What does it mean to be Career Ready?

Career readiness involves three major skill areas: core academic skills and the ability to apply those skills to concrete situations in order to function in the workplace and in routine daily activities; employability skills (such as critical thinking and responsibility) that are essential in any career area; and technical, job-specific skills related to a specific career pathway.

Why should I become Career Ready?
Below is some information to consider as you make your career decisions.

Did you know:

  • Carpenters in the state of PA, make on average over $42,000.00 a year and that there are currently over 1,100 jobs for carpenters in PA?
  • Electricians in PA make on average over $54,000.00?
  • HVAC workers in PA earn on average over $41,000.00 a year?
  • There are over 500 job openings for machinists in PA?

How do I become Career Ready?
First, go to PA Career Zone and take an “interest inventory” by clicking on “Begin Assessment” in the Assess Yourself Section.  By establishing where your interests lie, you can begin to think about career choices and finding careers in those areas.

You next want to consider choosing a career area WHERE JOBS CURRENTLY EXIST. Information about Pennsylvania jobs by region can be found at Pennsylvania Center for Workforce Information.

When do I become Career Ready?
You become Career Ready once you have attained the necessary core academic skills, employability skills and technical, job-specific skills. “Since most of the career opportunities for today’s students will require some form of post secondary education, there are many times when students will not be able to acquire the necessary academic, technical or employability skills in high school that will allow them to be career-ready without further education and training,” the paper reads. “Additional knowledge and specialization in one or more of these areas is often required either immediately after high school or in the future, depending on a student’ career choices.”

Read more: Career Ready vs. College Ready

Where do I go from here?
You need to look at career clusters and jobs within your interests. Arrange for a job shadow. Meet people who are in the jobs that you find interesting and ask them questions. Go to your counselor and ask for assistance. Seek summer employment or even volunteer work in a job that you think you are interested in. Have you ever considered attending a Career and Technical Center?

A)    A Career and Technical Center (CTC) can help you get ahead!

The foundations for strengthening career readiness are already in place through career and technical education (CTE), which offers this unique blend of skills through comprehensive programs of study.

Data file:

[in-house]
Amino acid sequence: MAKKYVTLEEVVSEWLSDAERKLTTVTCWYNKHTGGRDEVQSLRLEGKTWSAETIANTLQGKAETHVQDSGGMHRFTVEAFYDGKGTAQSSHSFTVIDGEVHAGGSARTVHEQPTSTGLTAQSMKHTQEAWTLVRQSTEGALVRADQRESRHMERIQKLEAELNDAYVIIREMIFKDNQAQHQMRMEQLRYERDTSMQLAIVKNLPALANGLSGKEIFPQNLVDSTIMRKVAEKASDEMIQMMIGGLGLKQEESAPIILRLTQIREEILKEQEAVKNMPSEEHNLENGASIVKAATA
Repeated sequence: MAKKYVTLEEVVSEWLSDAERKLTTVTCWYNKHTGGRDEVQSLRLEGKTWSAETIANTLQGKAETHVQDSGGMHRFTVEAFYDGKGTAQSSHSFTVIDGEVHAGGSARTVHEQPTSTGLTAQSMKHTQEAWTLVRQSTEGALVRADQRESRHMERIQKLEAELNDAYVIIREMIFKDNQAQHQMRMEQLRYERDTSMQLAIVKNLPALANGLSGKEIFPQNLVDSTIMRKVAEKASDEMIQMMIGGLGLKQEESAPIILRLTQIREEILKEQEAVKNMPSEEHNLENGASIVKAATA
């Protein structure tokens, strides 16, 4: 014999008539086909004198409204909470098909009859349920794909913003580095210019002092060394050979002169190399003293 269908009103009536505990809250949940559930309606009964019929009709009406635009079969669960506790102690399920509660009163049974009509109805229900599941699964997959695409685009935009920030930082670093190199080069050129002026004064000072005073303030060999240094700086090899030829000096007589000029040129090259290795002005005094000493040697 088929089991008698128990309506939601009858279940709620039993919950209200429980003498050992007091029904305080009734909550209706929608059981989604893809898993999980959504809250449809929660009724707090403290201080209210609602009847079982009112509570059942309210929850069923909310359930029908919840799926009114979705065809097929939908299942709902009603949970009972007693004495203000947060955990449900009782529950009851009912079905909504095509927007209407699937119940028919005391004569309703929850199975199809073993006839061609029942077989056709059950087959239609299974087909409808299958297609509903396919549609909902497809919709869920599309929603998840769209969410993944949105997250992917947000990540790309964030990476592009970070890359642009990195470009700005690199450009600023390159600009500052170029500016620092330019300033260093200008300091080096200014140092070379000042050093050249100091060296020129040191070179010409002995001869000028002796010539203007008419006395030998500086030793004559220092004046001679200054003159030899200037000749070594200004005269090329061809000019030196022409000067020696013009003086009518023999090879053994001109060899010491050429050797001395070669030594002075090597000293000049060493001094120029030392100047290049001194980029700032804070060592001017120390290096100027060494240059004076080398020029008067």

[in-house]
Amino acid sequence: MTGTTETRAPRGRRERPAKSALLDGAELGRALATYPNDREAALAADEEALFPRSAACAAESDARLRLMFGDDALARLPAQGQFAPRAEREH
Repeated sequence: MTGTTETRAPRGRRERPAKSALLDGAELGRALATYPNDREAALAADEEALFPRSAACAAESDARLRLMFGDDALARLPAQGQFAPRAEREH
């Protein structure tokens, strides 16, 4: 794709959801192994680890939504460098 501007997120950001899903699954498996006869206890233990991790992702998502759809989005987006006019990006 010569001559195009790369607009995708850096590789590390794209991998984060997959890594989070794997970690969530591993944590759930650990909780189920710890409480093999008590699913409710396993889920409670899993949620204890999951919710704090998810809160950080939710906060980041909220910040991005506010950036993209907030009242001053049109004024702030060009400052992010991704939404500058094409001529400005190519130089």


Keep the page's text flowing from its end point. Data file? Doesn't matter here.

Industry Certifications: Many programs offered at area CTC’s offer Industry Certifications when you complete the program. An industry certification is a credential that validates the ability to perform certain basic tasks essential to a particular industry. These certifications are usually created by a particular company such as a CCNA (Cisco Certified Network Associate).

For a full list of PDE Industry Certifications recognized by the Bureau of Technical Education, See:  Industry recognized certifications for Career and Technical Education Programs
B)   Career and Technical Student Organizations (CTSO’s) are a great way to enhance students’ career readiness through diverse programming that is designed to enhance classroom instruction and four common organizational goals: leadership development; academic and career achievement; professional development; and community service.

    DECA – An Association of Marketing Studies
    FBLA – Future Business Leaders of America
    FCCLA – Family, Career and Community Leaders of America
    FFA – An Association of Agriculture Education Students
    HOSA – Health Occupation Students of America
    PYFA – Pennsylvania Young Farmers Association
    SkillsUSA – Skills USA Pennsylvania
    TSA – Technology Student Association

Did you know:

  • Students who participate in school organizations in 10th grade have higher high school grade point averages and are more likely to be enrolled in college at age 21 than other students.
  • In a study of student performance measures, FBLA high school seniors significantly outperformed their non-FBLA counterparts on four performance measures: ACT scores; SAT scores; GPA; and graduation rate.
  • According to TSA, of their 150,000 middle and high school student members, 100 percent are likely to graduate from high school and 75 percent are college-bound.

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Lisa DeLorenzo
Workforce Development & Continuing Education Division

Phone 717-736-4113

Email info@TechLinkPA.com